Lately I've been into baked buffalo cauliflower bites which would not work well with frozen cauliflower, unfortunately, so I've been sucking it up and paying $5 for a small head. My grocery store said it had to do with the weather in Mexico. Not sure how long that will affect production.
  • kshama2001
    kshama2001 Posts: 27,988 Member
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    It really isn't a substitute for rice, or hash browns, or whatever monstrosities others make out of it that are meant to replace potatoes and other starches.
    Considering how many recipes there are for faux dishes using it, it must be an acceptable substitute for many people. It probably helps if you like the flavor of cooked cauliflower and are not too picky about textures.

    I don't mind that other people use cauliflower in different dishes, I just don't think it's accurate to say that cauliflower is an amazing rice or potatoe substitute, because it isn't. I've tried cauliflower hash browns, cauliflower cheese bakes, cauliflower rice, cauliflower mashed potatoes, cauliflower pizza crust, etc. But it's a poor substitute for starchy foods. Maybe that's just me, IDK.

    The other thing is, I find nothing wrong with eating potatoes. They're fiberous and full of potassium.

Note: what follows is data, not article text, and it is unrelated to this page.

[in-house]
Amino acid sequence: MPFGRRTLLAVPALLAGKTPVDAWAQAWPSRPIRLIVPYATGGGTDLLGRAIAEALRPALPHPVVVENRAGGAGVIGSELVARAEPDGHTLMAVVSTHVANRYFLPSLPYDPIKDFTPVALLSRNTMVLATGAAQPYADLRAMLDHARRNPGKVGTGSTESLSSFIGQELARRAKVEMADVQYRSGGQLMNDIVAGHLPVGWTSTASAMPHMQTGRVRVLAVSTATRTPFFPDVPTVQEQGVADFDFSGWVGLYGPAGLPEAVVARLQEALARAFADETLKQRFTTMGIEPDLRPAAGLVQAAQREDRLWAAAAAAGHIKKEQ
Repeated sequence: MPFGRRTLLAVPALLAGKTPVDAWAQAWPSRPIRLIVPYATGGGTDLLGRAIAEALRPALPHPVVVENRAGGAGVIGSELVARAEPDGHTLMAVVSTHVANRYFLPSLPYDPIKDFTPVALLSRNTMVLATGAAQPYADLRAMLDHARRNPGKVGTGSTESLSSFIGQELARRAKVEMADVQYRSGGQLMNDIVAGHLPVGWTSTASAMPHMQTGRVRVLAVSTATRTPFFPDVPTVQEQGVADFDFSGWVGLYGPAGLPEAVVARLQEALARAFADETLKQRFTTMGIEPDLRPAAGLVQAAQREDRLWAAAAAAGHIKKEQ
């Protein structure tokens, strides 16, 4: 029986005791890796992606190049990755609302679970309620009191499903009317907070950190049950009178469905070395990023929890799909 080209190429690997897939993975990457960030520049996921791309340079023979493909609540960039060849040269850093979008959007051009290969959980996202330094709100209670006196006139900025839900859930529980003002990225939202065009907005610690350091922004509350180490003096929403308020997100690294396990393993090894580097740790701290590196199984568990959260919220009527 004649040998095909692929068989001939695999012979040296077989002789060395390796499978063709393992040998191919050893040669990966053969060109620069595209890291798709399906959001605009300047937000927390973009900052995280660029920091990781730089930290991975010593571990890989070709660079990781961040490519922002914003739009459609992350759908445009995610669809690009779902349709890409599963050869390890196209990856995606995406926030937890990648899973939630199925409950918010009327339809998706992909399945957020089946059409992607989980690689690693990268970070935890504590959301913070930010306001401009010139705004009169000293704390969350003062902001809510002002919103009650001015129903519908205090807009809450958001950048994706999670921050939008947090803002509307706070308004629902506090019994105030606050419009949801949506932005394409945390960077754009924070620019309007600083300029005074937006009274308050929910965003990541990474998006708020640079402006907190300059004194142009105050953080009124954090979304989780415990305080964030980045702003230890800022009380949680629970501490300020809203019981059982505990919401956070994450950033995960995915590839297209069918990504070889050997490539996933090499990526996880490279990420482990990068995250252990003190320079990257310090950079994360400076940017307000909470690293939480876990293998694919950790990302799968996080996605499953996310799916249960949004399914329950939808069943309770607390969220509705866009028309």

Agreed.
  • WalkingAlong
    WalkingAlong Posts: 4,926 Member
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    I don't like canned tuna. I wouldn't jump into a thread about it and ridicule others' use of it or use of adjectives to describe it. Because no one cares that I don't like canned tuna.
  • vivmom2014
    vivmom2014 Posts: 1,647 Member
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    East coast here, just outside DC. Trader Joe's and Aldi both have fresh cauliflower for $2.49. It hasn't changed in eons.
  • MiloBloom83
    MiloBloom83 Posts: 2,724 Member
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    I finally decided to try the recipe for cauliflower fried rice. Yesterday I went to my nearest Winco, and cauliflower was $5.00 a head!! There was even little black spots on them. Needless to say I did not purchase any. Whats up with that?

    Your grocer was saving you from making a horrible mistake...

  • Last_mango_in_paradise
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    TeaBea wrote: »
    It really isn't a substitute for rice, or hash browns, or whatever monstrosities others make out of it that are meant to replace potatoes and other starches.
    Considering how many recipes there are for faux dishes using it, it must be an acceptable substitute for many people. It probably helps if you like the flavor of cooked cauliflower and are not too picky about textures.

    I don't mind that other people use cauliflower in different dishes, I just don't think it's accurate to say that cauliflower is an amazing rice or potatoe substitute, because it isn't. I've tried cauliflower hash browns, cauliflower cheese bakes, cauliflower rice, cauliflower mashed potatoes, cauliflower pizza crust, etc. But it's a poor substitute for starchy foods. Maybe that's just me, IDK.

    The other thing is, I find nothing wrong with eating potatoes. They're fiberous and full of potassium.

    I agree with this.

    I'm all for adding cauliflower (and other veggies) to things to reduce overall calories. But for me cauliflower rice is not a life long substitute for rice. Will people be eating cauliflower pizza crust long after the weight is gone? I don't think so.